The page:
11 Sep 2020

Samoa's deputy prime minister quits cabinet over controversial bills

1:38 pm on 11 September 2020

Samoan deputy prime minister has quit Cabinet and the country's Human Rights Protection Party, in a defection over controversial proposals to amend the constitution.

Fiame Naomi Mata'afa, who is also natural resources minister, quit on Friday after meeting with constituents over the three bills, which would alter the power of the land and titles court.

The Deputy Prime Minister of Samoa Fiame Naomi Mata'afa at a workshop in New Zealand for Pacific Parliaments.

Fiame Naomi Mata'afa became Samoa's first woman deputy prime minister in 2016. Photo: RNZ/Daniela Maoate-Cox

She said she could not bring herself to support them, which prompted the prime minister, Tuilaepa Sailele Malielegaoi, to last night tell state radio she would no longer be welcome in the party.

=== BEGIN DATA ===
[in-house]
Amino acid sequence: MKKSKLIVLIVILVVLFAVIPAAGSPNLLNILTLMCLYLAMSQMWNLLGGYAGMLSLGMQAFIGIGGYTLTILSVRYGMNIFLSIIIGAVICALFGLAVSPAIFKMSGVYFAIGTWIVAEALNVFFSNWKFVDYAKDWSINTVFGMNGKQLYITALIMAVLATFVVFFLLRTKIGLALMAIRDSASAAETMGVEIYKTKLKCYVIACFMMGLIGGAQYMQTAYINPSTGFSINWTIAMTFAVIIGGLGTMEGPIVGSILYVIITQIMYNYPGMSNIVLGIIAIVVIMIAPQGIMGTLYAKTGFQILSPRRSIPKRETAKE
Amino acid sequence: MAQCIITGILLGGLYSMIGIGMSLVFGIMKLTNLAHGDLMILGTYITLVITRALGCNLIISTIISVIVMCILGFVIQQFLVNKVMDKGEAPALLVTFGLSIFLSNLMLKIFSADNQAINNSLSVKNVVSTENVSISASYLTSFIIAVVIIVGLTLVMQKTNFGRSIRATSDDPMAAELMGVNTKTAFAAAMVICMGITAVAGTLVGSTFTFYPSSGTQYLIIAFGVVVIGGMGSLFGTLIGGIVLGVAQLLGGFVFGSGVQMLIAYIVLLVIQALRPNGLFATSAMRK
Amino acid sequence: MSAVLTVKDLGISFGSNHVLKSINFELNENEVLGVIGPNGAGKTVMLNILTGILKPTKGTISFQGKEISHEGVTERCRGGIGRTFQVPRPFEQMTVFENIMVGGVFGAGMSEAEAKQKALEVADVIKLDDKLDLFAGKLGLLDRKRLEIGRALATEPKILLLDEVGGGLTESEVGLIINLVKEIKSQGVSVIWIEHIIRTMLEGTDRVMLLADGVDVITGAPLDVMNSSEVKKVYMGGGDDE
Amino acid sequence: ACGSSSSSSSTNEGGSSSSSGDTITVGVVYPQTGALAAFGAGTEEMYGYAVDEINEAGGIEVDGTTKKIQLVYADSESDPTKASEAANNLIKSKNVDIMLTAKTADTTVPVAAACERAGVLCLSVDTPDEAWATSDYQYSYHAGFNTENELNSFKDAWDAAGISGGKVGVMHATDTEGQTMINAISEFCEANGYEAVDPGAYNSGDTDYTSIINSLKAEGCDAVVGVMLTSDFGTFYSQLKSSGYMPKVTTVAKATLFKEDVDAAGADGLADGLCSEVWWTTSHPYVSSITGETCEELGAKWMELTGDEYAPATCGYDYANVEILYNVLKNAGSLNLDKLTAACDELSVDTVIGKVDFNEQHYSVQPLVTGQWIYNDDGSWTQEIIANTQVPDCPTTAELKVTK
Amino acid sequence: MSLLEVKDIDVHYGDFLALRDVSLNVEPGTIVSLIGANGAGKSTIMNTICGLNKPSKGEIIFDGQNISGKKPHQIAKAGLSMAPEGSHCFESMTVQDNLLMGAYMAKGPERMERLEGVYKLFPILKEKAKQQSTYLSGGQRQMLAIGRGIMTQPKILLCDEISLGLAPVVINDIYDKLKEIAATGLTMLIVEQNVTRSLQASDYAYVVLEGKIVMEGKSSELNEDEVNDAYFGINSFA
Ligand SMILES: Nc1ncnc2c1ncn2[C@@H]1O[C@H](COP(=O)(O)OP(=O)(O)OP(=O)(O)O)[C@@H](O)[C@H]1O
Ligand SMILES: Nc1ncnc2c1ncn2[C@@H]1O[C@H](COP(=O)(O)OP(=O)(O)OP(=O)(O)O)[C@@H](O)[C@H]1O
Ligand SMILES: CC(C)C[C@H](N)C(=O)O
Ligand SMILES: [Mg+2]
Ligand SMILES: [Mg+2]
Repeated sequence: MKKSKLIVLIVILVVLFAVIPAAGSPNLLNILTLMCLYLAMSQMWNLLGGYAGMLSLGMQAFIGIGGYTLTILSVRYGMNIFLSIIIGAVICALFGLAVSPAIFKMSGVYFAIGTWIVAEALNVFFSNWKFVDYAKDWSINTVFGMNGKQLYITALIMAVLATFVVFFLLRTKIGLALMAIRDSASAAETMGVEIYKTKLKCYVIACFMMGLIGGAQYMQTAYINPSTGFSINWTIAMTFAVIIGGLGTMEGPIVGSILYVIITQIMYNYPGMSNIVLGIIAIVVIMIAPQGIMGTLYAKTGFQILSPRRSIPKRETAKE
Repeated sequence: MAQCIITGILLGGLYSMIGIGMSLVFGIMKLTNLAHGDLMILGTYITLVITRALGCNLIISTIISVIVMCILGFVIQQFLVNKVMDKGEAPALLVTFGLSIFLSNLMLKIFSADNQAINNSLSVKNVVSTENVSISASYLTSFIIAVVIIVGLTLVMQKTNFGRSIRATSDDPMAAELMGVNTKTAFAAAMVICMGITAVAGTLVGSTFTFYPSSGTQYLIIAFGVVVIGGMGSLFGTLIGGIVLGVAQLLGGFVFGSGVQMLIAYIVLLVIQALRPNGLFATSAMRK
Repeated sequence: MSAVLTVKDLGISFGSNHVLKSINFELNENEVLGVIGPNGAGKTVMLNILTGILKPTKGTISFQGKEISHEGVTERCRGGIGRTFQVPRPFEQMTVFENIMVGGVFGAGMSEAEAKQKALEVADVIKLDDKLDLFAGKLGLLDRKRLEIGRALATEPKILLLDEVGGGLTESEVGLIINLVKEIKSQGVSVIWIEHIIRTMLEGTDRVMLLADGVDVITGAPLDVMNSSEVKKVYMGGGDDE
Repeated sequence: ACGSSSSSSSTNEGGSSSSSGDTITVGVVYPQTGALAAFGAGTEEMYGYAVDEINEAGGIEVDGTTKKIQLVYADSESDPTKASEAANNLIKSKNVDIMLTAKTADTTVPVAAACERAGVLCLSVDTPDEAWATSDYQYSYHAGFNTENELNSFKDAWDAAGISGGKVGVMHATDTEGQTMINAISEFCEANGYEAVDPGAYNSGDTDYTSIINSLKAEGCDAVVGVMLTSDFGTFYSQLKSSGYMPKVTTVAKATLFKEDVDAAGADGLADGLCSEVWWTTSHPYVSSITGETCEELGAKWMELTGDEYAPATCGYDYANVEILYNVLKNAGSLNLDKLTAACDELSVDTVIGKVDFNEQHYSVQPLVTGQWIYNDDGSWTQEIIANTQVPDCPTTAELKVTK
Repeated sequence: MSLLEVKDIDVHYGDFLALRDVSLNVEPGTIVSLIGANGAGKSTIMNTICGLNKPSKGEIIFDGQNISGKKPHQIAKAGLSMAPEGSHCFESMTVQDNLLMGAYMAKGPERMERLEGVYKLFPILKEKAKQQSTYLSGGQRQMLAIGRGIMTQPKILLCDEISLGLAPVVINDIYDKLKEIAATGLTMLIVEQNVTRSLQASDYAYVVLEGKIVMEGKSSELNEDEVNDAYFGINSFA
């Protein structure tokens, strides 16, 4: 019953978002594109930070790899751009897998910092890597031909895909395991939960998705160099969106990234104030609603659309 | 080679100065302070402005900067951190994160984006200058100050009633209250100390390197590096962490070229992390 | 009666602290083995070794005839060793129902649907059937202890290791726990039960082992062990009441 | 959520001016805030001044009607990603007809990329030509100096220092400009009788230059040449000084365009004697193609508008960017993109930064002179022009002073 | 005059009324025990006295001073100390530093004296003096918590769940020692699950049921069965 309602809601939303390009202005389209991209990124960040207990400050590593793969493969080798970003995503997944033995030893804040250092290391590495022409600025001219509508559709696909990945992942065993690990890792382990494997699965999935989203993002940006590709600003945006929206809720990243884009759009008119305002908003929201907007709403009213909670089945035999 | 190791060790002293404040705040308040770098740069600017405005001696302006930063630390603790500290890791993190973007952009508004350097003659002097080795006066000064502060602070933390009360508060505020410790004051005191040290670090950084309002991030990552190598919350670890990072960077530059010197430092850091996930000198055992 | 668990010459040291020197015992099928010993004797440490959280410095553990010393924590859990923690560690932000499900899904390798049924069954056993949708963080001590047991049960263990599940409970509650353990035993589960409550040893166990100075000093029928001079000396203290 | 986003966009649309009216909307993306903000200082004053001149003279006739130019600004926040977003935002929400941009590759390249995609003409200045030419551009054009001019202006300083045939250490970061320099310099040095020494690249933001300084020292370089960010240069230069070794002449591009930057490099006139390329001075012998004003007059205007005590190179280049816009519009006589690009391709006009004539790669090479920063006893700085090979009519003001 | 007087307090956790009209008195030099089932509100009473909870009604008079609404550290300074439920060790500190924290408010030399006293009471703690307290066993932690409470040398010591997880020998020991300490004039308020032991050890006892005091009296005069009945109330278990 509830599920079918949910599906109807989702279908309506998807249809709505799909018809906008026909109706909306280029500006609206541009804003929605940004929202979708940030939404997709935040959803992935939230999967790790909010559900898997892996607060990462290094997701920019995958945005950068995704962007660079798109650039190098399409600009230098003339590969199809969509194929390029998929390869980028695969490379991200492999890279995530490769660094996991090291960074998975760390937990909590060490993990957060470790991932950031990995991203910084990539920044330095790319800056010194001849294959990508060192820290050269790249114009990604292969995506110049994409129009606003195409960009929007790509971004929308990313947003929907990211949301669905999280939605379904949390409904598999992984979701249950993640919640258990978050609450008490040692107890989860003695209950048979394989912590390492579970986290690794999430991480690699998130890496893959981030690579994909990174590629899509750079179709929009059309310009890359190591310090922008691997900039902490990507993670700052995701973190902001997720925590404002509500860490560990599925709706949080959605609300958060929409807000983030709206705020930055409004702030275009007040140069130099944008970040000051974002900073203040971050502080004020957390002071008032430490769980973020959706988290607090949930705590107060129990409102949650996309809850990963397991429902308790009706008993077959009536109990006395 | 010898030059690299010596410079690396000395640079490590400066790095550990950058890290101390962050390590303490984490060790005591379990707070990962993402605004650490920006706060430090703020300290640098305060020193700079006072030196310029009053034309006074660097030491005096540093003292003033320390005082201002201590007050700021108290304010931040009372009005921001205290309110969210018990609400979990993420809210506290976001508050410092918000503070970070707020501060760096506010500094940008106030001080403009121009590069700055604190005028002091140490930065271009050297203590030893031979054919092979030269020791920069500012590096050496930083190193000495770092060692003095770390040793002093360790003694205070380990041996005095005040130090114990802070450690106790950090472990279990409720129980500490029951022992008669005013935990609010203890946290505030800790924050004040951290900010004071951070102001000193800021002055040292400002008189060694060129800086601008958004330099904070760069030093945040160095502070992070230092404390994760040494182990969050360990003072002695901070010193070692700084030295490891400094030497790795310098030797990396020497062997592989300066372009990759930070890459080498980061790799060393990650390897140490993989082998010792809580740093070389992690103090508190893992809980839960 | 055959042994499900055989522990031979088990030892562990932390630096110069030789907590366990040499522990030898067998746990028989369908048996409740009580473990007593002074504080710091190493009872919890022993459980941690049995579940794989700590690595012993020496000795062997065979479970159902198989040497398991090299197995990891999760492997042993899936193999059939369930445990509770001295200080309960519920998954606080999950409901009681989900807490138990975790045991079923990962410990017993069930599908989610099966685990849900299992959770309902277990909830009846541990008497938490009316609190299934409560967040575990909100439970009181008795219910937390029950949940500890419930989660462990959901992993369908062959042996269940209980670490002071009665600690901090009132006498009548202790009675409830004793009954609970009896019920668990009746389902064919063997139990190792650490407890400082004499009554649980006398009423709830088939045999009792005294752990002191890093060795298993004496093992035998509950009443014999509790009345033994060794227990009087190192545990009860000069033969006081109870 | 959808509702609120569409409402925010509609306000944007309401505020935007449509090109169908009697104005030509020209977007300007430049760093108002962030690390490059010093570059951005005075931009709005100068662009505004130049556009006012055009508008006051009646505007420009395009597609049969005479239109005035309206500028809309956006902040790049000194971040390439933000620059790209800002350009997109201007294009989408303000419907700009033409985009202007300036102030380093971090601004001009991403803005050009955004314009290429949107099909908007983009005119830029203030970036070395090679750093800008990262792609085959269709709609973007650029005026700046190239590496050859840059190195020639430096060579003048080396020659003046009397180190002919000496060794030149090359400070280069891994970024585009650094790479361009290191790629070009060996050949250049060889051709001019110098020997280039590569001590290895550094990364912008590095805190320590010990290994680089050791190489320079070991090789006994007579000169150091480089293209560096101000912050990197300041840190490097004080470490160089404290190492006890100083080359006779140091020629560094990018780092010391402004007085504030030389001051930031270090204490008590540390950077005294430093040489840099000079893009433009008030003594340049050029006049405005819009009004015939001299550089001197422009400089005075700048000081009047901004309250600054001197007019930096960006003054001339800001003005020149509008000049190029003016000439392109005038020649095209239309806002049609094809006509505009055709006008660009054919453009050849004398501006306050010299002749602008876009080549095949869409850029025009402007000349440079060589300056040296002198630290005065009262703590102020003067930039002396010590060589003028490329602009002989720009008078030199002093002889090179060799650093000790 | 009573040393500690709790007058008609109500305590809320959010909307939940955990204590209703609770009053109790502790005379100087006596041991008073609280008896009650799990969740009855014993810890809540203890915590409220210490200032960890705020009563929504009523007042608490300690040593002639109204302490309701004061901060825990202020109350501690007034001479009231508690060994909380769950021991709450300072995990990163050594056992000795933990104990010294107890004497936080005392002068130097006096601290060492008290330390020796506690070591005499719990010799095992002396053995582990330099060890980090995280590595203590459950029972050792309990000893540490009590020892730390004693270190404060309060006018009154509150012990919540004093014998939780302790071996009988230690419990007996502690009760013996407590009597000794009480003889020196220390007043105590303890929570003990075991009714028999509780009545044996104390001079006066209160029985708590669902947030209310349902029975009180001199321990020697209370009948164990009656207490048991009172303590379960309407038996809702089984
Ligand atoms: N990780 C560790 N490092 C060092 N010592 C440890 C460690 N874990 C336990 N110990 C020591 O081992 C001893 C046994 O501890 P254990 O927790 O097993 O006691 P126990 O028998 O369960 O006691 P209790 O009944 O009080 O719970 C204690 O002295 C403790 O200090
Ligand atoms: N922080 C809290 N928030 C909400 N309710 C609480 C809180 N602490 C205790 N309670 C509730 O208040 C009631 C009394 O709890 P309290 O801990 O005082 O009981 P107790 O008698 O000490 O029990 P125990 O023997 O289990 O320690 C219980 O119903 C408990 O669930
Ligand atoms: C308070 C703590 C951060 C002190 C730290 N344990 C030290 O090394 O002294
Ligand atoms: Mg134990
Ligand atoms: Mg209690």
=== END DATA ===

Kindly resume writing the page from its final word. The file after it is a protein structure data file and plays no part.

"I don't mind is [she] doesn't approve [of the bills]," Tuilaepa told radio 2AP. "That is her decision which means she is no longer with the party."

Several MPs had already quit the party over the bills, including the former speaker of Parliament La'auli Leauatea Polataivao, who has since formed his own political party.

That party, the Fa'atuatua i Le Atua Samoa ua Tasi (FAST), has since consolidated with two other opposition parties to form one of the most significant challenges to the HRPP in decades.

Fiame, who was Samoa's first woman minister and deputy prime minister, would stay in parliament as an independent MP until next year's election, said Autagavaia Tipi Autagavaia, RNZ Pacific's correspondent in Apia.

He said to lose a deputy prime minister is a significant defection from the HRPP, which has ruled Samoa for nearly 40 years, and an embarrassing blow for prime minister Tuilaepa Sailele Malielegaoi, who has been in charge since 1998 but is under sustained pressure over the bills.

"Now we see the result of all this controversy," he said. "The deputy prime minister stepping down from a party she was loyal to for so many years."

Get the RNZ app

for ad-free news and current affairs